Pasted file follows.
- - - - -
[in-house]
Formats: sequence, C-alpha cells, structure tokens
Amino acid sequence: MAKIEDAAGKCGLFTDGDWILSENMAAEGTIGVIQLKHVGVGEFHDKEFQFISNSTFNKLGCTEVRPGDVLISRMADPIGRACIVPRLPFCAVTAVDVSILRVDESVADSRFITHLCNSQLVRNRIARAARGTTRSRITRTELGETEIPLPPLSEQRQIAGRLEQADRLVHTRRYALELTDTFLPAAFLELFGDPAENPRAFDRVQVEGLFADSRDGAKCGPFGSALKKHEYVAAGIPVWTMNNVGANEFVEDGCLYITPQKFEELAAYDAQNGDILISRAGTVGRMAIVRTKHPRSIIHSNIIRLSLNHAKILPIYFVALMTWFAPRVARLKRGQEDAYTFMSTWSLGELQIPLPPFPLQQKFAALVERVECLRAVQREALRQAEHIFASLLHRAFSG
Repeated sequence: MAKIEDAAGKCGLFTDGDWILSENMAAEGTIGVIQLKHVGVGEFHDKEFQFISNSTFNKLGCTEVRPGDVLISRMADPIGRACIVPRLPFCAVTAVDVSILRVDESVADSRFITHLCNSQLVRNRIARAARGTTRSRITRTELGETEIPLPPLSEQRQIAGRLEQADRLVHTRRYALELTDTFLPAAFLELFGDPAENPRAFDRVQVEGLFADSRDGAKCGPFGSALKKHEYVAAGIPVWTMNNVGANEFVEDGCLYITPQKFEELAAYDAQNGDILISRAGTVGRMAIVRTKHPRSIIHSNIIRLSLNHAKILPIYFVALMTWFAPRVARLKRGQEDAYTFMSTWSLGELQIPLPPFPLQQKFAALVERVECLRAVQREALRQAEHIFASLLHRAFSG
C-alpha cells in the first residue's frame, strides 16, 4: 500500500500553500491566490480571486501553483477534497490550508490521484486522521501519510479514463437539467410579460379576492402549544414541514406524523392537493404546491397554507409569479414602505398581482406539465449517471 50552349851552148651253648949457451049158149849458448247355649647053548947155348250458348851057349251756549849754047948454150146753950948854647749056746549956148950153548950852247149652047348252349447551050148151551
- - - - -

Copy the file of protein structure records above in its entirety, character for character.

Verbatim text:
[in-house]
Formats: sequence, C-alpha cells, structure tokens
Amino acid sequence: MAKIEDAAGKCGLFTDGDWILSENMAAEGTIGVIQLKHVGVGEFHDKEFQFISNSTFNKLGCTEVRPGDVLISRMADPIGRACIVPRLPFCAVTAVDVSILRVDESVADSRFITHLCNSQLVRNRIARAARGTTRSRITRTELGETEIPLPPLSEQRQIAGRLEQADRLVHTRRYALELTDTFLPAAFLELFGDPAENPRAFDRVQVEGLFADSRDGAKCGPFGSALKKHEYVAAGIPVWTMNNVGANEFVEDGCLYITPQKFEELAAYDAQNGDILISRAGTVGRMAIVRTKHPRSIIHSNIIRLSLNHAKILPIYFVALMTWFAPRVARLKRGQEDAYTFMSTWSLGELQIPLPPFPLQQKFAALVERVECLRAVQREALRQAEHIFASLLHRAFSG
Repeated sequence: MAKIEDAAGKCGLFTDGDWILSENMAAEGTIGVIQLKHVGVGEFHDKEFQFISNSTFNKLGCTEVRPGDVLISRMADPIGRACIVPRLPFCAVTAVDVSILRVDESVADSRFITHLCNSQLVRNRIARAARGTTRSRITRTELGETEIPLPPLSEQRQIAGRLEQADRLVHTRRYALELTDTFLPAAFLELFGDPAENPRAFDRVQVEGLFADSRDGAKCGPFGSALKKHEYVAAGIPVWTMNNVGANEFVEDGCLYITPQKFEELAAYDAQNGDILISRAGTVGRMAIVRTKHPRSIIHSNIIRLSLNHAKILPIYFVALMTWFAPRVARLKRGQEDAYTFMSTWSLGELQIPLPPFPLQQKFAALVERVECLRAVQREALRQAEHIFASLLHRAFSG
C-alpha cells in the first residue's frame, strides 16, 4: 500500500500553500491566490480571486501553483477534497490550508490521484486522521501519510479514463437539467410579460379576492402549544414541514406524523392537493404546491397554507409569479414602505398581482406539465449517471 50552349851552148651253648949457451049158149849458448247355649647053548947155348250458348851057349251756549849754047948454150146753950948854647749056746549956148950153548950852247149652047348252349447551050148151551